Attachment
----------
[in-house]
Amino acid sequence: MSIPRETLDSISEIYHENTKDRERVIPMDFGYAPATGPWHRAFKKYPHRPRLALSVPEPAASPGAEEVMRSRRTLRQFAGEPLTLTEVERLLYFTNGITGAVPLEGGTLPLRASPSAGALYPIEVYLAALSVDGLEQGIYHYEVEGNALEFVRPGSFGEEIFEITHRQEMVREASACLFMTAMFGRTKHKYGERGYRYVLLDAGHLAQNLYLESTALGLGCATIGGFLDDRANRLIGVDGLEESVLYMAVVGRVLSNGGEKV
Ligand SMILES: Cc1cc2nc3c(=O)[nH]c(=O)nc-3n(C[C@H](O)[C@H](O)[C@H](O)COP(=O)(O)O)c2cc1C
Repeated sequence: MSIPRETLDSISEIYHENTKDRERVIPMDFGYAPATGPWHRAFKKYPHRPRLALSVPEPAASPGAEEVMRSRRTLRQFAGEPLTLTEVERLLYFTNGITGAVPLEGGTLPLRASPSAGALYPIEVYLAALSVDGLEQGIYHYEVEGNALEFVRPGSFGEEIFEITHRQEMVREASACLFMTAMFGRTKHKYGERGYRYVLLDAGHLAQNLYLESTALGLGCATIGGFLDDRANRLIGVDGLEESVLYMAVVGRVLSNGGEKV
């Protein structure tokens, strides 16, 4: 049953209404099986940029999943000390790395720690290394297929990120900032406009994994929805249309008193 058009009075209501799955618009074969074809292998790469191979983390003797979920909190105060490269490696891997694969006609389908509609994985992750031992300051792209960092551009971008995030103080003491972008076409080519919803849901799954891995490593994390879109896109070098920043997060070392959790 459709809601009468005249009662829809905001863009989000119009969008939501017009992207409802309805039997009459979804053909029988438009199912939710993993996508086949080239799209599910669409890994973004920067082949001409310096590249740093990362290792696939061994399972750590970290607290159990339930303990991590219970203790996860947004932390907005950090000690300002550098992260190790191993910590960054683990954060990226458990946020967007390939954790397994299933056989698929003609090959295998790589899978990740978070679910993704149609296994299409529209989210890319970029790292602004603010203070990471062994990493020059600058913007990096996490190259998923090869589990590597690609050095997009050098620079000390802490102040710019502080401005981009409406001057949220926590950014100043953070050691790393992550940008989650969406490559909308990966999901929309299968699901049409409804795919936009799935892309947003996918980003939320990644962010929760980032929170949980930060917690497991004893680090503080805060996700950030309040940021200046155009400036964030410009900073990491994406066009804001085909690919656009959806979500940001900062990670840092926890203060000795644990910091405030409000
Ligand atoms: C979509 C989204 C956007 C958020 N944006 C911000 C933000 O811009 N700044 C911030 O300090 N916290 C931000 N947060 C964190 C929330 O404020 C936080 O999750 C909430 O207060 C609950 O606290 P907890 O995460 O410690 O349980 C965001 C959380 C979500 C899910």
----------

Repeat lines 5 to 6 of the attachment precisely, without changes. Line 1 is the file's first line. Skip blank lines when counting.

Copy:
């Protein structure tokens, strides 16, 4: 049953209404099986940029999943000390790395720690290394297929990120900032406009994994929805249309008193 058009009075209501799955618009074969074809292998790469191979983390003797979920909190105060490269490696891997694969006609389908509609994985992750031992300051792209960092551009971008995030103080003491972008076409080519919803849901799954891995490593994390879109896109070098920043997060070392959790 459709809601009468005249009662829809905001863009989000119009969008939501017009992207409802309805039997009459979804053909029988438009199912939710993993996508086949080239799209599910669409890994973004920067082949001409310096590249740093990362290792696939061994399972750590970290607290159990339930303990991590219970203790996860947004932390907005950090000690300002550098992260190790191993910590960054683990954060990226458990946020967007390939954790397994299933056989698929003609090959295998790589899978990740978070679910993704149609296994299409529209989210890319970029790292602004603010203070990471062994990493020059600058913007990096996490190259998923090869589990590597690609050095997009050098620079000390802490102040710019502080401005981009409406001057949220926590950014100043953070050691790393992550940008989650969406490559909308990966999901929309299968699901049409409804795919936009799935892309947003996918980003939320990644962010929760980032929170949980930060917690497991004893680090503080805060996700950030309040940021200046155009400036964030410009900073990491994406066009804001085909690919656009959806979500940001900062990670840092926890203060000795644990910091405030409000
Ligand atoms: C979509 C989204 C956007 C958020 N944006 C911000 C933000 O811009 N700044 C911030 O300090 N916290 C931000 N947060 C964190 C929330 O404020 C936080 O999750 C909430 O207060 C609950 O606290 P907890 O995460 O410690 O349980 C965001 C959380 C979500 C899910």